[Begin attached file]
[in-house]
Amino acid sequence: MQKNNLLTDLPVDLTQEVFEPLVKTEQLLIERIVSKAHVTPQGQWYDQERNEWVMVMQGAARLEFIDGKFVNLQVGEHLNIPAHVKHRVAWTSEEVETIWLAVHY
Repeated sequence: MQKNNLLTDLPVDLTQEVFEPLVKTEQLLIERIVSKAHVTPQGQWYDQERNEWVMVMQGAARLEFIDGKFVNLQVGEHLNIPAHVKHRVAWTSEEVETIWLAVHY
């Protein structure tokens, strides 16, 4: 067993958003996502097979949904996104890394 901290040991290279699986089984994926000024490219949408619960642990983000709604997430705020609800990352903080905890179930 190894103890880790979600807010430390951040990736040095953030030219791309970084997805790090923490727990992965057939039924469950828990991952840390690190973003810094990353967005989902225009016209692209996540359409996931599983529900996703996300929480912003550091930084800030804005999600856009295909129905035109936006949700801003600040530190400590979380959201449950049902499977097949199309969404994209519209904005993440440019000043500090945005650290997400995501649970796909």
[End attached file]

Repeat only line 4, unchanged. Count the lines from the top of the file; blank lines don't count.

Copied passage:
């Protein structure tokens, strides 16, 4: 067993958003996502097979949904996104890394 901290040991290279699986089984994926000024490219949408619960642990983000709604997430705020609800990352903080905890179930 190894103890880790979600807010430390951040990736040095953030030219791309970084997805790090923490727990992965057939039924469950828990991952840390690190973003810094990353967005989902225009016209692209996540359409996931599983529900996703996300929480912003550091930084800030804005999600856009295909129905035109936006949700801003600040530190400590979380959201449950049902499977097949199309969404994209519209904005993440440019000043500090945005650290997400995501649970796909």